When I finished muddling my way through countless professional theatres as an actor and happened into a Ph.D. program at the University of Michigan , someone new crept into my family: writers. I wasn't so quick to let them in. I mean, they looked weird, they acted weird, they talked about things I never heard of, and they wrote weird shit. Yet there was something about them I was drawn to: these scribes, these word-jerkers knew my torment, all my fears, my countless anxieties, and my handful of dreams. It was in their work, their words. I came to understand that that was a writer's job—to know me; to put my life up to my face, say, “take a look, cheerleader,” and make me feel something. Wow. Acting never came close to that. Directing seemed even more removed. But writing plays...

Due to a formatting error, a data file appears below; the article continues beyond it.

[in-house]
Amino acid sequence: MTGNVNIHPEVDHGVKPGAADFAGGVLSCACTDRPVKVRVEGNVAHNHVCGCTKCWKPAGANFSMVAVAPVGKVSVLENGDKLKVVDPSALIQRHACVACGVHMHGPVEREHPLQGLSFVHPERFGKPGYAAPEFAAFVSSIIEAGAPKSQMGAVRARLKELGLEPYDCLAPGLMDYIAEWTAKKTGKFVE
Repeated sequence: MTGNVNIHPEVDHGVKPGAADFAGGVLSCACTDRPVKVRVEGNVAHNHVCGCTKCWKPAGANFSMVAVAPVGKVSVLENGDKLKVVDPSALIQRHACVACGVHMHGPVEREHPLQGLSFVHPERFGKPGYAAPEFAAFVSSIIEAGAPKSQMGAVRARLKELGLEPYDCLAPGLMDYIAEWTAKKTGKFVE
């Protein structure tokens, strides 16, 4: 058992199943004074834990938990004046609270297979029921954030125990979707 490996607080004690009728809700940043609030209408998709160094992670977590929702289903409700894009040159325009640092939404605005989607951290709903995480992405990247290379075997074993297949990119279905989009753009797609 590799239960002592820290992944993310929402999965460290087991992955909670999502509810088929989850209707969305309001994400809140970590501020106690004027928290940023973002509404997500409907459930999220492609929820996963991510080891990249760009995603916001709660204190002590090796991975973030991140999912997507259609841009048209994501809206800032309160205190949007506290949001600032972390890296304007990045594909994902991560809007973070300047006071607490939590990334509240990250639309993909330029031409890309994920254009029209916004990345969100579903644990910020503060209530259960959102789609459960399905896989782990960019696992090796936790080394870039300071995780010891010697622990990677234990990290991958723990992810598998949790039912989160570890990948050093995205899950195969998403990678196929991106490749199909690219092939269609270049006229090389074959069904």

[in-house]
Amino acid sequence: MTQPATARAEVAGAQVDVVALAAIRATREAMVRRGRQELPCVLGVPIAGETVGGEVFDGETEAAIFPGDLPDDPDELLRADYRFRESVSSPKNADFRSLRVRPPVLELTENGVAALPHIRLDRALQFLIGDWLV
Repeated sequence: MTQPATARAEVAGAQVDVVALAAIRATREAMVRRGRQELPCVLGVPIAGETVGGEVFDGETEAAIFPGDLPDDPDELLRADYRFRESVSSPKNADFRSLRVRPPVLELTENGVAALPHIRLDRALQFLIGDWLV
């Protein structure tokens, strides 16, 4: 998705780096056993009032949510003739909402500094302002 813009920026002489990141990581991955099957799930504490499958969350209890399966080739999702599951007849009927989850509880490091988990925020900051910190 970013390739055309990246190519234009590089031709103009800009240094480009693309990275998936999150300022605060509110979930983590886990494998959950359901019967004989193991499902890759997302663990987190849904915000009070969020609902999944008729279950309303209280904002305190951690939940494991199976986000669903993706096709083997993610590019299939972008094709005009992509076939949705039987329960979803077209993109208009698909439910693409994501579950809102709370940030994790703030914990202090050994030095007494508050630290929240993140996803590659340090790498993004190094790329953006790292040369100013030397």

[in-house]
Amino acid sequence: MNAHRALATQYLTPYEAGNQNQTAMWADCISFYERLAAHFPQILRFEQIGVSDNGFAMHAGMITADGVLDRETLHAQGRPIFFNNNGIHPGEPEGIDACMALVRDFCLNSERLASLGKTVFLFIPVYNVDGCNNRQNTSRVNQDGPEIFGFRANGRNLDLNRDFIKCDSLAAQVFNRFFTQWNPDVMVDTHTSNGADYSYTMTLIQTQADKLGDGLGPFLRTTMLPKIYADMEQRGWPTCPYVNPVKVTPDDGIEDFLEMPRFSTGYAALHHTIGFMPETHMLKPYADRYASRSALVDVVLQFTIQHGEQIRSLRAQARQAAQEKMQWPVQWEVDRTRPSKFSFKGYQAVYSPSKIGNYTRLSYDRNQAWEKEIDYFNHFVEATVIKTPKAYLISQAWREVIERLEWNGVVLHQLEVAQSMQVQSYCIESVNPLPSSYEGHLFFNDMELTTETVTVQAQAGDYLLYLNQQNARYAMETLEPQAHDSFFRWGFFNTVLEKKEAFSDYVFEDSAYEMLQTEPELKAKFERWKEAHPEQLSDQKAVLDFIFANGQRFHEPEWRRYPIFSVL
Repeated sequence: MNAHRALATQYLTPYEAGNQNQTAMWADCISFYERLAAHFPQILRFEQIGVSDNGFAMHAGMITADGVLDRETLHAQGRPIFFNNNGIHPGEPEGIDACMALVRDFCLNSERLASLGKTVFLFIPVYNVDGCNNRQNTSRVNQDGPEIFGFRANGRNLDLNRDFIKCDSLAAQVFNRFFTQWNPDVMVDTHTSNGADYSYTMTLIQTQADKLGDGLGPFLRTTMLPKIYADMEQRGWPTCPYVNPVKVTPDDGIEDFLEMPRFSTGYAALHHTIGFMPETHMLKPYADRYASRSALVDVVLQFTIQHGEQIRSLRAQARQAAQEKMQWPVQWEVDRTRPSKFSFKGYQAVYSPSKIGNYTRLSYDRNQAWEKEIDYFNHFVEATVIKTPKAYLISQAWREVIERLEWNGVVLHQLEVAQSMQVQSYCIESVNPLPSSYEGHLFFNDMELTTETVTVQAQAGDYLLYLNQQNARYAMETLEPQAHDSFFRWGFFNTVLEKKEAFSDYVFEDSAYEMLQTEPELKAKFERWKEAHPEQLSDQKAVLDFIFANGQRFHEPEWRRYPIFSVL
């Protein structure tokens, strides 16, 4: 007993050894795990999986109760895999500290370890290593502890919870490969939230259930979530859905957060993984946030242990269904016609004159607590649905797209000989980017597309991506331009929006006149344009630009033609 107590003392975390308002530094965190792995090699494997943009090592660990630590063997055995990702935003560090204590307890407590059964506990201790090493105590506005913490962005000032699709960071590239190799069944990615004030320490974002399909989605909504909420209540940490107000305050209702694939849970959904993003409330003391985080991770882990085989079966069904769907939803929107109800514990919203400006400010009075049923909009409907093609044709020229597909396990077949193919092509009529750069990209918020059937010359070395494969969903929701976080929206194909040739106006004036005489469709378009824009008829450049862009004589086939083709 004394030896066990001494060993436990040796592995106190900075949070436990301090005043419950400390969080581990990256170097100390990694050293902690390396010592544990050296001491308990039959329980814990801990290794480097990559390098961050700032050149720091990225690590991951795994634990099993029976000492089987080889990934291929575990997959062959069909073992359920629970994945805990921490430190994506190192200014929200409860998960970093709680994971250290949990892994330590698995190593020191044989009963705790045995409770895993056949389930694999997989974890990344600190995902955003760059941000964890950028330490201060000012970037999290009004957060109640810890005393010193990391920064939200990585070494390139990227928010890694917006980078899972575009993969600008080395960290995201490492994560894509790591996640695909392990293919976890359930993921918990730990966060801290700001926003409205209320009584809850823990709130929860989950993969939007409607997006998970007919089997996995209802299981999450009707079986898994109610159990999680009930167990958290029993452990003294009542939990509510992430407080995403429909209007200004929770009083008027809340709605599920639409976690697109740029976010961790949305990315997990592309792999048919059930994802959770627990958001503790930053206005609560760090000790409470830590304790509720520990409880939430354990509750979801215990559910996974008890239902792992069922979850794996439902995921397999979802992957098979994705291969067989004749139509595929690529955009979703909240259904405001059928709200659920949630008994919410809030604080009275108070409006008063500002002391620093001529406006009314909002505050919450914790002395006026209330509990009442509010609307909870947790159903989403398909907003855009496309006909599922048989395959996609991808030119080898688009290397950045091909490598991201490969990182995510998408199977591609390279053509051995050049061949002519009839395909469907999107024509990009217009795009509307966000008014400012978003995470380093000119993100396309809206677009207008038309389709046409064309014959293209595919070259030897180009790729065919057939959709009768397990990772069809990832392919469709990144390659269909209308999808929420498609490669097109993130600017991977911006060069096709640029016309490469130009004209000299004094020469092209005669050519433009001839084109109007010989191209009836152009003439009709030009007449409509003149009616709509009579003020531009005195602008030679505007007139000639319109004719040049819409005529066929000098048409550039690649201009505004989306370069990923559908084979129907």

God, I wanted to become one of them. Desperately. So I did. Slowly. Painfully. Quietly, so no one would notice. I'd been working in the theatre almost twelve years only to discover that what I was meant to be—who I really was—was a playwright. Of course, I would never have gotten there without the experiences of acting, cheerleading, burping, and building families and tearing them down.